22

I have two pages - "page 1" and "page 2". On page 1 there's an text-box with a value of e.g. 100 and a button at the end.

By pressing the button I want javascript to save the value of the textbox in a global (?) variable and jump to page 2. With "window.onload" I want a second Javascript-function to alert the value saved at page1.

Here's my Javascript code:

<script type="text/javascript">

var price; //declare outside the function = global variable ?

function save_price(){

    alert("started_1"); //just for information

    price = document.getElementById('the_id_of_the_textbox').value; 

    alert(price); //just for information         
}

<script type="text/javascript">

function read_price(){

    alert("started_2");

    alert(price);

}

On "page 1" I have this send-Button with:

<input class="button_send" id="button_send" type="submit" value="Submit_price" onclick="save_price();"/>

It starts the Javascript function and redirects me correctly to my page2.

But with this ont the second page:

window.onload=read_price(); 

I always get an "undefined" value of the global variable price.

I've read a lot about those global variables. E.g. at this page: Problem with global variable.. But I can't get it working...

Why is this not working?

  • 2
    You misunderstood what “global variables” are in JavaScript in the browser. They are still tied to the page they were set in, they do not exist in other pages. – CBroe Jan 4 '15 at 12:53
  • global variables are only global to the page. Maybe have a look at url parameters stackoverflow.com/questions/979975/… ? – nha Jan 4 '15 at 12:58
  • @CBroe (and nha) Thank you! Didn't knew that they were still tied to the page. I thaught they are "realy" global (valid for all webpages) – Kronwied Jan 4 '15 at 14:40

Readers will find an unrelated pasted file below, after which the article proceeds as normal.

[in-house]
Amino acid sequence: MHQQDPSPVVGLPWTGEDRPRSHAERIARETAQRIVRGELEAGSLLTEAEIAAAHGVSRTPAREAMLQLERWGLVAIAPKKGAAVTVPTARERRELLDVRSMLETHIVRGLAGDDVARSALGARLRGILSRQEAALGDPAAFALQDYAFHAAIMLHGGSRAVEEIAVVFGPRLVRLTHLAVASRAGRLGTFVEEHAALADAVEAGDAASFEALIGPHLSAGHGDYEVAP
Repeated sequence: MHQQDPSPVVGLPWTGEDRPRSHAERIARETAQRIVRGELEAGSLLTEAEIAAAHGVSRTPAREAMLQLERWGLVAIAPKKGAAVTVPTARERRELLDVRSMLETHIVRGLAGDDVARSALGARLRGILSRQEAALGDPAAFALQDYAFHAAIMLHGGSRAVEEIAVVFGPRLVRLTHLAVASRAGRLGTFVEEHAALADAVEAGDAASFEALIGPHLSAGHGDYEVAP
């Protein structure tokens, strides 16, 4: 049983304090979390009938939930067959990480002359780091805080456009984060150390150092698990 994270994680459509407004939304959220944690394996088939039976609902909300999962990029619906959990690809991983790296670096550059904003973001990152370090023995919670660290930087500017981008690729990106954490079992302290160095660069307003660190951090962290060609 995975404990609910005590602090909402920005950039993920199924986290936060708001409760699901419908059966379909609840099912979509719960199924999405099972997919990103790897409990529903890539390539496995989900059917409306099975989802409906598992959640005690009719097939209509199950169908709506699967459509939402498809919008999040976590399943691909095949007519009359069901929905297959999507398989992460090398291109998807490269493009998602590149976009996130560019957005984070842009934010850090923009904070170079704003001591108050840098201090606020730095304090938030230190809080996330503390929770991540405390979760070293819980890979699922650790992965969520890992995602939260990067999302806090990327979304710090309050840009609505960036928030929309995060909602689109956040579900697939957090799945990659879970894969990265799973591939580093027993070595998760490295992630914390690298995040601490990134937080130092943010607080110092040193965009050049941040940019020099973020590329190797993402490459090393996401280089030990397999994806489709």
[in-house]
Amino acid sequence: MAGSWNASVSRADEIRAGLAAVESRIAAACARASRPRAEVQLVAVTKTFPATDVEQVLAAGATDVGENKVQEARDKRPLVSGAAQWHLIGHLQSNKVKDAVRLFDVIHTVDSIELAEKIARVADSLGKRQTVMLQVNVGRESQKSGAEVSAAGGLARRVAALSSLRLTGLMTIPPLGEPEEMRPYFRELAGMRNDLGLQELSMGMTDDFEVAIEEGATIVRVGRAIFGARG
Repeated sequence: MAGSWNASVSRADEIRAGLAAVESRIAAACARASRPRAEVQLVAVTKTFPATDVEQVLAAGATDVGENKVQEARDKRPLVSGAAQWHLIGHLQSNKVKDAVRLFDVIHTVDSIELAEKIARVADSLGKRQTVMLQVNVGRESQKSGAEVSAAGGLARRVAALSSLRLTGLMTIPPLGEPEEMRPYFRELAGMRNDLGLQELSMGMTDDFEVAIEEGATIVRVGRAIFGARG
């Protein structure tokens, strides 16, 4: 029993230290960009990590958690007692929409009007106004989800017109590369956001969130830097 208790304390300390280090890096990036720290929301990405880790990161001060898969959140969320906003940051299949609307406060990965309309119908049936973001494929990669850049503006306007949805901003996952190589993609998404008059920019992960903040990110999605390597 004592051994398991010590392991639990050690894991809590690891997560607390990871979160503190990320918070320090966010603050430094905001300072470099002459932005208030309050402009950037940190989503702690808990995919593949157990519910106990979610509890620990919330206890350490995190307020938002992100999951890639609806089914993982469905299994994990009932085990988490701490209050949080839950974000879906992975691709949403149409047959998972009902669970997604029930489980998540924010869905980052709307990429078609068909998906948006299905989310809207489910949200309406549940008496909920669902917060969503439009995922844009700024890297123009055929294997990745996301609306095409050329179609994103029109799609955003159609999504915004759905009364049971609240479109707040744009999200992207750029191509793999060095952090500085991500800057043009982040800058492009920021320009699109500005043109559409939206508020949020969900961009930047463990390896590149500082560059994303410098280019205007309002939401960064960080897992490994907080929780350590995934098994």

• 1
    Possible duplicate of Persist variables between page loads – Liam Dec 18 '17 at 15:31
42

Without reading your code but just your scenario, I would solve by using localStorage. Here's an example, I'll use prompt() for short.

On page1:

window.onload = function() {
   var getInput = prompt("Hey type something here: ");
   localStorage.setItem("storageName",getInput);
}

On page2:

window.onload = alert(localStorage.getItem("storageName"));

You can also use cookies but localStorage allows much more spaces, and they aren't sent back to servers when you request pages.

  • 2
    This is a good solution, but you haven't explained why you should use this. The OP does not understand global variables in JS. – ColBeseder Jan 4 '15 at 13:28
  • @potasmic Thanks. A realy great and easy solution. :) Do I have to consider (as LiamB said) some basic security with this solution? – Kronwied Jan 4 '15 at 14:42
  • @ColBeseder , Krownied: localStorage is per-domain. Other sites can not access your localStorage unless you've included other scripts from other sources (for example, Google Analytics). sessionStorage expires when you close the tab. Cookies have shorter expiration time than localStorage. However, if data contains sensitive info, you should invest in a back-end exchanging scheme instead of storing right into the browser, which users can view, edit, etc. (just like cookies) – potasmic Jan 5 '15 at 14:29
  • in my page2 it says that localstorage is not defined – Alberto Martínez Apr 25 '17 at 9:29
  • And me it simply doesn't store it ... on page 2 the result of localStorage.getItem("key") is null – IggyPass Oct 21 '17 at 15:10
6

Your best option here, is to use the Query String to 'send' the value.

how to get query string value using javascript

  • So page 1 redirects to page2.html?someValue=ABC
  • Page 2 can then read the query string and specifically the key 'someValue'

If this is anything more than a learning exercise you may want to consider the security implications of this though.

Global variables wont help you here as once the page is re-loaded they are destroyed.

2

You have a few different options:

  • you can use a SPA router like SammyJS, or Angularjs and ui-router, so your pages are stateful.
  • use sessionStorage to store your state.
  • store the values on the URL hash.
  • @LiamB makes a very good point. My suggestions, as well as his, have a security implication where values can be changed by the user outside of the application: either by changing the querystring parameters, hash parameters, localStorage data or by other means. You should always do validation on your backend service of the data. – Martin Jan 4 '15 at 13:38
  • How to use session in simple html? – Amir Nov 5 '18 at 7:21
  • 1
    @Amir, the accepted answer addresses this. – Martin May 1 at 17:33

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